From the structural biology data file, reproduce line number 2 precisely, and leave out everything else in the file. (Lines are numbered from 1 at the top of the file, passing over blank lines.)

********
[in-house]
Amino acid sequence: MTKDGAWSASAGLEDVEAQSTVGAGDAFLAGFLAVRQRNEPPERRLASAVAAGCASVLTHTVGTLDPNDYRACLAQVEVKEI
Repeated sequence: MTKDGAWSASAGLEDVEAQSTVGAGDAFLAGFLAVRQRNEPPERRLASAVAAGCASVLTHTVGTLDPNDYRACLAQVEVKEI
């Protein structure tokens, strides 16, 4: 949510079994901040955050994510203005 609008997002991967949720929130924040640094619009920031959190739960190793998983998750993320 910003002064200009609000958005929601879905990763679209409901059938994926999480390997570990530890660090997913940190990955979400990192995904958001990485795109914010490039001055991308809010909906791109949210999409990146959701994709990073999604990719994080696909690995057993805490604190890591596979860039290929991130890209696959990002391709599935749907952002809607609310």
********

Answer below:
Amino acid sequence: MTKDGAWSASAGLEDVEAQSTVGAGDAFLAGFLAVRQRNEPPERRLASAVAAGCASVLTHTVGTLDPNDYRACLAQVEVKEI